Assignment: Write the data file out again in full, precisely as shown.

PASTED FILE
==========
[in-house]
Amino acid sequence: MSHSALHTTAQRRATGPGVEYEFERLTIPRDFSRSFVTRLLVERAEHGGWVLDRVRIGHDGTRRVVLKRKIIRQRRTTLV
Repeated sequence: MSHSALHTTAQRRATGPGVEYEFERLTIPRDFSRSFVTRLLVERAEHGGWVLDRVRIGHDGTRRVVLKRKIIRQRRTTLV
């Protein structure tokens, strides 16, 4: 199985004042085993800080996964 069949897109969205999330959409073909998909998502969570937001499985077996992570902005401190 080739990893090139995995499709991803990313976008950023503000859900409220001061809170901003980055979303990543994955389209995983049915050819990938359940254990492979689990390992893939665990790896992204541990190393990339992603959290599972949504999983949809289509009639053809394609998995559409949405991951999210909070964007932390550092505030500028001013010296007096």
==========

[in-house]
Amino acid sequence: MSHSALHTTAQRRATGPGVEYEFERLTIPRDFSRSFVTRLLVERAEHGGWVLDRVRIGHDGTRRVVLKRKIIRQRRTTLV
Repeated sequence: MSHSALHTTAQRRATGPGVEYEFERLTIPRDFSRSFVTRLLVERAEHGGWVLDRVRIGHDGTRRVVLKRKIIRQRRTTLV
């Protein structure tokens, strides 16, 4: 199985004042085993800080996964 069949897109969205999330959409073909998909998502969570937001499985077996992570902005401190 080739990893090139995995499709991803990313976008950023503000859900409220001061809170901003980055979303990543994955389209995983049915050819990938359940254990492979689990390992893939665990790896992204541990190393990339992603959290599972949504999983949809289509009639053809394609998995559409949405991951999210909070964007932390550092505030500028001013010296007096």